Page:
Character and Competency and What They Mean to Leadership

Leadership can be described as the art of influencing, and the ability to influence is the result of a relationship that is built on mutual trust and respect between leader and followers. This type of relationship is achieved by starting with a foundation of character and competency. But aren’t character and competency generally the same thing? The answer is, not quite. The two do blend together or overlap to some extent, which is why many people think of them as one and the same, but there are also clear differences.

Character is often described as what you do or who you are when no one is looking. It is developed over a person’s lifetime, but can also change over time, whether intentionally or unintentionally. Because it evolves throughout a person’s life, character is deeply ingrained in and defines that individual. Some character traits cannot be directly identified with ease, but instead are identified through observing the thoughts and actions of the individual.

Competency does play a role in building a relationship of trust and respect, but it does not have the same weight as character.

Virtues, values, and traits that guide a person’s thoughts and behaviors are what delineate that person’s character. Traits are defined here as the habitual patterns of thought, behavior, or emotion that are relatively stable in individuals across situations and over time. Values are the beliefs that people have about what is important or worthwhile to them. Virtues are those traits and values that have traditionally been considered to be of high moral value. Character can consist of a combination of both positive and negative aspects of these elements.

Character can also be described as the set of capacities that a leader needs to meet the demands of reality. When we first meet someone our brain subconsciously asks the questions, “Is this a person that I could respect?” and “Is this a person that I could trust?” Character is important for effective leadership because positive character traits draw others into a trusting and respectful relationship with the leader. On the other hand, the display of negative traits in a leader cause people to disrespect or distrust that person.

A wide range of positive character traits are considered to be important for effective leadership. Some of the most important character traits for developing a relationship of trust and respect in a leader are the following:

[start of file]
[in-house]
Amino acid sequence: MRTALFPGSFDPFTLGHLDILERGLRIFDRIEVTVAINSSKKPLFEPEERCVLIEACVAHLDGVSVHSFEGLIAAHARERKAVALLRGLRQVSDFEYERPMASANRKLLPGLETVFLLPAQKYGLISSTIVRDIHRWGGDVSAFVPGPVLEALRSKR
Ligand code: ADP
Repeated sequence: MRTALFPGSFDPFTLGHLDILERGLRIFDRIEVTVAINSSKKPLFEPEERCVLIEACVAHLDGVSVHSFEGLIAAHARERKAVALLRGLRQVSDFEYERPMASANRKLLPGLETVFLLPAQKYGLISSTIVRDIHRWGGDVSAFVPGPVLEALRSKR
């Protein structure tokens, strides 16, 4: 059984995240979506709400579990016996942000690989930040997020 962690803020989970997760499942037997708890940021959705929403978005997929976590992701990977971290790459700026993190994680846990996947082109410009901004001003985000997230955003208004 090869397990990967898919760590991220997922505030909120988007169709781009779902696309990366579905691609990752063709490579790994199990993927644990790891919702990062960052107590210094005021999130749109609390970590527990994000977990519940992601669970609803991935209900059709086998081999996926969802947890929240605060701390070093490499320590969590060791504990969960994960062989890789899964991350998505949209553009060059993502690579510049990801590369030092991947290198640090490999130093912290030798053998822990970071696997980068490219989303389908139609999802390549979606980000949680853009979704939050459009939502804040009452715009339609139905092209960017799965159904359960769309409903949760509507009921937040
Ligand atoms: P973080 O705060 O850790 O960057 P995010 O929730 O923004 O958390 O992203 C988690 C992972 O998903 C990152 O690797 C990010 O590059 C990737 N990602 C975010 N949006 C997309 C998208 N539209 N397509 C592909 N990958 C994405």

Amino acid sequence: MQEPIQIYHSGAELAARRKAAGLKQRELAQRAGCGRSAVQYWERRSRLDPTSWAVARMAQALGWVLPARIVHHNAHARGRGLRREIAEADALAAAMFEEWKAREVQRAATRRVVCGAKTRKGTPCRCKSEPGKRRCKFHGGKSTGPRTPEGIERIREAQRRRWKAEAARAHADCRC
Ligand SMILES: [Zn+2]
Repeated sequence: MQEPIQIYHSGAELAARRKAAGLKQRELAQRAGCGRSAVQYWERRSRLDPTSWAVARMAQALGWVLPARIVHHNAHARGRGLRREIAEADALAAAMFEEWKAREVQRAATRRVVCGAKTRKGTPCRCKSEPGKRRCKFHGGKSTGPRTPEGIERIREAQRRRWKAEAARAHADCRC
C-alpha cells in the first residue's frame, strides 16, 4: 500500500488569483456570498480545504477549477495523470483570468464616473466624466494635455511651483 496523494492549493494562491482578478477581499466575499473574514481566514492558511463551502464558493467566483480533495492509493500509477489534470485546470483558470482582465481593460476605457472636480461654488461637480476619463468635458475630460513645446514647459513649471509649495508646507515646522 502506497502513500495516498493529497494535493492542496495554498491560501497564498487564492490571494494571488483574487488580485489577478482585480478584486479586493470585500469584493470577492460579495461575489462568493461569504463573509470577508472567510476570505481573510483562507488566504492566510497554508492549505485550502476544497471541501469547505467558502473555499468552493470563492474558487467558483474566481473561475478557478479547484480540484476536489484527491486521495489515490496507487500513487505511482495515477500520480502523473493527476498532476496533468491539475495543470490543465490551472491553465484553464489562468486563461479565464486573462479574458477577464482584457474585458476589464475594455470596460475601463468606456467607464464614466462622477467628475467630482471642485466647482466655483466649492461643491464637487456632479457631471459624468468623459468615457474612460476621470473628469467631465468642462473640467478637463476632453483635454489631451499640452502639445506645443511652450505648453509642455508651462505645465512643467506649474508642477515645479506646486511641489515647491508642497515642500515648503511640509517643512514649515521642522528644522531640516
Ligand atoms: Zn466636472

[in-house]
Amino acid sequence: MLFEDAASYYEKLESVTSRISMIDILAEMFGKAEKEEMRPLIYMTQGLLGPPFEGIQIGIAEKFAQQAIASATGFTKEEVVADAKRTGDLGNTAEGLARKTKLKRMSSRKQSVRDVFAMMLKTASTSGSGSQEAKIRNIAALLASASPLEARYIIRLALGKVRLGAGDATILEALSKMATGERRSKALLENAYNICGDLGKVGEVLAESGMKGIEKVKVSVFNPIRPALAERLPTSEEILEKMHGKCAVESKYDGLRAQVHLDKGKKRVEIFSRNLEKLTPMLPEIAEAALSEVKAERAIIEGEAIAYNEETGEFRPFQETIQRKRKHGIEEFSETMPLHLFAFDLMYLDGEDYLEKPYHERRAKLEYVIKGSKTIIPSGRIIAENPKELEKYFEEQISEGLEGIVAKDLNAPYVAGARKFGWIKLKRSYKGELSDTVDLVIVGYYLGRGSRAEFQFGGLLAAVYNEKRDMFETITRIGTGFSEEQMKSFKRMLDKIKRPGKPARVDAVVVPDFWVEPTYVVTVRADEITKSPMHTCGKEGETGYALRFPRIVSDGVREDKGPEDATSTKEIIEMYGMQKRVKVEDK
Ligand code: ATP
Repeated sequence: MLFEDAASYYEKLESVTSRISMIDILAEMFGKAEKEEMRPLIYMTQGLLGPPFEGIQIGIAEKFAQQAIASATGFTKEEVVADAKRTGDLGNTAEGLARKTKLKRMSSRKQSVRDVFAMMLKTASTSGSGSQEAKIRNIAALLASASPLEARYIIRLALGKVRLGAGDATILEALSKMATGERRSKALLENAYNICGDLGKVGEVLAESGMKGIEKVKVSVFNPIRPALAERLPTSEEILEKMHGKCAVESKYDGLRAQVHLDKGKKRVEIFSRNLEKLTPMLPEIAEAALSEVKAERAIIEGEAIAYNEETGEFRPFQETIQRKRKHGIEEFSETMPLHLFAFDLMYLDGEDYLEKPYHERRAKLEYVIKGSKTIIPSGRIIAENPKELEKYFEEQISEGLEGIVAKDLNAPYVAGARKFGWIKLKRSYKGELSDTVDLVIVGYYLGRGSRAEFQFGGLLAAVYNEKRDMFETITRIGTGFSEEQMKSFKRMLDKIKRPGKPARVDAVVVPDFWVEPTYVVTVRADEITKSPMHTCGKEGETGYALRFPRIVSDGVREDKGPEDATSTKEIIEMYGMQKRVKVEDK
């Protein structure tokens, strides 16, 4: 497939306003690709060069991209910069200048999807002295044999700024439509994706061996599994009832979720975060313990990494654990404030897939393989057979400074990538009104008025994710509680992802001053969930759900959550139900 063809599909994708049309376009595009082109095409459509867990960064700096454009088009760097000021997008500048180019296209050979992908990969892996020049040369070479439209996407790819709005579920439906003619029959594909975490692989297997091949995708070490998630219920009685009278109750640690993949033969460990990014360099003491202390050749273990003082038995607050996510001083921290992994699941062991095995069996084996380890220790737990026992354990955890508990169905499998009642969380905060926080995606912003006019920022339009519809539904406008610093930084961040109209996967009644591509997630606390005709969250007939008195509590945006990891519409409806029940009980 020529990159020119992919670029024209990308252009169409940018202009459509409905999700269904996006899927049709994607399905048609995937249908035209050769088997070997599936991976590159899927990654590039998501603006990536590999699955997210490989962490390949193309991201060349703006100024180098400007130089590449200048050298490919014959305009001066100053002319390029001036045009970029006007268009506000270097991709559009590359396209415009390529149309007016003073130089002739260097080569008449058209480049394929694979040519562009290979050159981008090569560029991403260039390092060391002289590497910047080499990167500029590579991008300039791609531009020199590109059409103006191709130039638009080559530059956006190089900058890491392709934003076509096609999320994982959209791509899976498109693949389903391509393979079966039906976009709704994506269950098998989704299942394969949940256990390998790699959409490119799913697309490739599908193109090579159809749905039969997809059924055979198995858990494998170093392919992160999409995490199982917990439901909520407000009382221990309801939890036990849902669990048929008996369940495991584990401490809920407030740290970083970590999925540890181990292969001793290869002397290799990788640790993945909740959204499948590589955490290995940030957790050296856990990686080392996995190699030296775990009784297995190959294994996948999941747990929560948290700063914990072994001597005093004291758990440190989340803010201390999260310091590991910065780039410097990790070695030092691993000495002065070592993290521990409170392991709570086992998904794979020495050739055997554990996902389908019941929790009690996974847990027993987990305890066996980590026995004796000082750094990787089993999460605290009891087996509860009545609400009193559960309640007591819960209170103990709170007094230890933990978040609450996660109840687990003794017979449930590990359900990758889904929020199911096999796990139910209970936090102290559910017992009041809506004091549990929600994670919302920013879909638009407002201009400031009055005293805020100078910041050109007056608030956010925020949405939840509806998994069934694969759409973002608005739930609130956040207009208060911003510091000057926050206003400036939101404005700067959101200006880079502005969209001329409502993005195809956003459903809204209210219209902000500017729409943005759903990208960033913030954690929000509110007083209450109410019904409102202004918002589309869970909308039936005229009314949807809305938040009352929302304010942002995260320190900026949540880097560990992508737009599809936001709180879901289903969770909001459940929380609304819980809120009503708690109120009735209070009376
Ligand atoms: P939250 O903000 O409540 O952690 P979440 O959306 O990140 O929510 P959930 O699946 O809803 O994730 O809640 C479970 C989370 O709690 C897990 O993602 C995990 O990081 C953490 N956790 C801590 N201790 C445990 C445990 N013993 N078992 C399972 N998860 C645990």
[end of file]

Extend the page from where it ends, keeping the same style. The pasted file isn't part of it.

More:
• Forward-looking / Vision
  • Positive outlook / Confident / Inspiring
  • Flexible / Resilient
  • Openness / Approachable / Personable
  • Principled / Integrity
  • Authenticity
  • Humility
  • Empathetic / Caring / Compassionate
  • Results oriented
  • Honesty

How is competency different from character? Competencies are the skills, abilities, or experiences that a leader demonstrates in performing their duties. As a prerequisite for a relationship of respect and trust, followers want to know that their leader is knowledgeable and capable. In short, the credibility of a leader is based on their competencies.

The major competencies of leadership include the following:

  • Communication skills – presenting, inspiring, negotiating
  • Problem solving and decision-making skills – prioritizing, weighing options, thinking deeply, considering risks
  • Skills in developing and coaching others – identifying potential, encouraging
  • Planning, organizing, and executing skills – project management, delegation, supervision
  • Interpersonal and relational skills – team building, relating, being vulnerable, openness, empathizing, understanding and managing emotions
  • Strategic thinking and visioning skills – forward-thinking, integrating information
  • Functional and technical skills – skills within a functional area, expands at higher levels of an organization

Competency does play a role in building a relationship of trust and respect, but it does not have the same weight as character. There is a common saying, “Hire for character, train for skills.” Skills are more easily added to a leader’s personal portfolio. In fact, character traits are often foundational to skills. For example, communication skills are an important competency of a leader, but communication is only effective when it is built upon character traits such as compassion, openness, humility, and vision. With the differences described between character and competency, it becomes apparent that, while both are important, a leader should first seek to build character and then build upon competencies.

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Ken Vaughan

Business Consultant & Leadership Coach at New Horizon Partners Inc.
(614) 776-5720
kvaughan@polymerohio.org

Ken is a business strategy consultant and leadership coach. His passion is helping companies and people grow and succeed. With an engineering degree and an MBA, he spent more than 20 years working in M&A and business development in the corporate world before founding New Horizon Partners, Inc. in 2002. His consulting practice works with a wide variety of industrial companies, helping them make good decisions about where and how to compete and building their leadership capabilities. To read other articles by Ken on business strategy and leadership, visit the New Horizon Partners website.
Ken Vaughan
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